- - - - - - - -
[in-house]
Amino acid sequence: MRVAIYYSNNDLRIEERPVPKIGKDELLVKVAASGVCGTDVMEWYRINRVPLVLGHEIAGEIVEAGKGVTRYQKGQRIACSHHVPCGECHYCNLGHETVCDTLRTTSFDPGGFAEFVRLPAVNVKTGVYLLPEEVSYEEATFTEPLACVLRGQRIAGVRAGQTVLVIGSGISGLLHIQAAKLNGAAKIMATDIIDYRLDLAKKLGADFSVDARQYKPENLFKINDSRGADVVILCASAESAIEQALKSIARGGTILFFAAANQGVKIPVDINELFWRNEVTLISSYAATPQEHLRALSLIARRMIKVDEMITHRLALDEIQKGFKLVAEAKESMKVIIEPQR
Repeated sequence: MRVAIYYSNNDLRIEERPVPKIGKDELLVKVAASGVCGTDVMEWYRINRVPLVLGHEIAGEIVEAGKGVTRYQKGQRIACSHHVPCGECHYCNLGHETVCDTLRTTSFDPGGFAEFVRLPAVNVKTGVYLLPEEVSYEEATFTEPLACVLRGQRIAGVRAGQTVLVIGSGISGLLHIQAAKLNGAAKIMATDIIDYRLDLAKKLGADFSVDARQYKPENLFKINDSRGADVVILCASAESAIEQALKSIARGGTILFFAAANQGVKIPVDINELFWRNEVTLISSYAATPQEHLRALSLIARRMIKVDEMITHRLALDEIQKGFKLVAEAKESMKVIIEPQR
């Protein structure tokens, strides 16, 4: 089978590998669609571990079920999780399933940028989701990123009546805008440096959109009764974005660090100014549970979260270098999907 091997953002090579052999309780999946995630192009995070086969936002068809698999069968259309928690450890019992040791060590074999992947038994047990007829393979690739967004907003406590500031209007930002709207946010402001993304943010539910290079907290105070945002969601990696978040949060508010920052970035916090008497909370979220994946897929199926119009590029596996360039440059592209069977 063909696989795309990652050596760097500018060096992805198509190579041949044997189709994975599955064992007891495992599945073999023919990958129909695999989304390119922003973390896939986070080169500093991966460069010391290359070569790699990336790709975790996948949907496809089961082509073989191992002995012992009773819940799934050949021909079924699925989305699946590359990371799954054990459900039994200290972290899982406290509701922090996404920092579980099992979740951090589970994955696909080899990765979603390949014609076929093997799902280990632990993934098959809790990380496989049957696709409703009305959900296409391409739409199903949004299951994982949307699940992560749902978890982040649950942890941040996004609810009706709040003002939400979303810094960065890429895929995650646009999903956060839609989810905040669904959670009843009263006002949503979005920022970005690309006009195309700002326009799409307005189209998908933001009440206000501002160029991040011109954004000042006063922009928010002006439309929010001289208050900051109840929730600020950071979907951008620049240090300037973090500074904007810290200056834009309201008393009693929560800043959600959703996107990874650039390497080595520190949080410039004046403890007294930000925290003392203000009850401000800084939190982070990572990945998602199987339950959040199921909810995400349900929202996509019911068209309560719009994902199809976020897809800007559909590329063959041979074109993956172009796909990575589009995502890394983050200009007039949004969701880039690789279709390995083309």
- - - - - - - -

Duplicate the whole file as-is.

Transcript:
[in-house]
Amino acid sequence: MRVAIYYSNNDLRIEERPVPKIGKDELLVKVAASGVCGTDVMEWYRINRVPLVLGHEIAGEIVEAGKGVTRYQKGQRIACSHHVPCGECHYCNLGHETVCDTLRTTSFDPGGFAEFVRLPAVNVKTGVYLLPEEVSYEEATFTEPLACVLRGQRIAGVRAGQTVLVIGSGISGLLHIQAAKLNGAAKIMATDIIDYRLDLAKKLGADFSVDARQYKPENLFKINDSRGADVVILCASAESAIEQALKSIARGGTILFFAAANQGVKIPVDINELFWRNEVTLISSYAATPQEHLRALSLIARRMIKVDEMITHRLALDEIQKGFKLVAEAKESMKVIIEPQR
Repeated sequence: MRVAIYYSNNDLRIEERPVPKIGKDELLVKVAASGVCGTDVMEWYRINRVPLVLGHEIAGEIVEAGKGVTRYQKGQRIACSHHVPCGECHYCNLGHETVCDTLRTTSFDPGGFAEFVRLPAVNVKTGVYLLPEEVSYEEATFTEPLACVLRGQRIAGVRAGQTVLVIGSGISGLLHIQAAKLNGAAKIMATDIIDYRLDLAKKLGADFSVDARQYKPENLFKINDSRGADVVILCASAESAIEQALKSIARGGTILFFAAANQGVKIPVDINELFWRNEVTLISSYAATPQEHLRALSLIARRMIKVDEMITHRLALDEIQKGFKLVAEAKESMKVIIEPQR
């Protein structure tokens, strides 16, 4: 089978590998669609571990079920999780399933940028989701990123009546805008440096959109009764974005660090100014549970979260270098999907 091997953002090579052999309780999946995630192009995070086969936002068809698999069968259309928690450890019992040791060590074999992947038994047990007829393979690739967004907003406590500031209007930002709207946010402001993304943010539910290079907290105070945002969601990696978040949060508010920052970035916090008497909370979220994946897929199926119009590029596996360039440059592209069977 063909696989795309990652050596760097500018060096992805198509190579041949044997189709994975599955064992007891495992599945073999023919990958129909695999989304390119922003973390896939986070080169500093991966460069010391290359070569790699990336790709975790996948949907496809089961082509073989191992002995012992009773819940799934050949021909079924699925989305699946590359990371799954054990459900039994200290972290899982406290509701922090996404920092579980099992979740951090589970994955696909080899990765979603390949014609076929093997799902280990632990993934098959809790990380496989049957696709409703009305959900296409391409739409199903949004299951994982949307699940992560749902978890982040649950942890941040996004609810009706709040003002939400979303810094960065890429895929995650646009999903956060839609989810905040669904959670009843009263006002949503979005920022970005690309006009195309700002326009799409307005189209998908933001009440206000501002160029991040011109954004000042006063922009928010002006439309929010001289208050900051109840929730600020950071979907951008620049240090300037973090500074904007810290200056834009309201008393009693929560800043959600959703996107990874650039390497080595520190949080410039004046403890007294930000925290003392203000009850401000800084939190982070990572990945998602199987339950959040199921909810995400349900929202996509019911068209309560719009994902199809976020897809800007559909590329063959041979074109993956172009796909990575589009995502890394983050200009007039949004969701880039690789279709390995083309």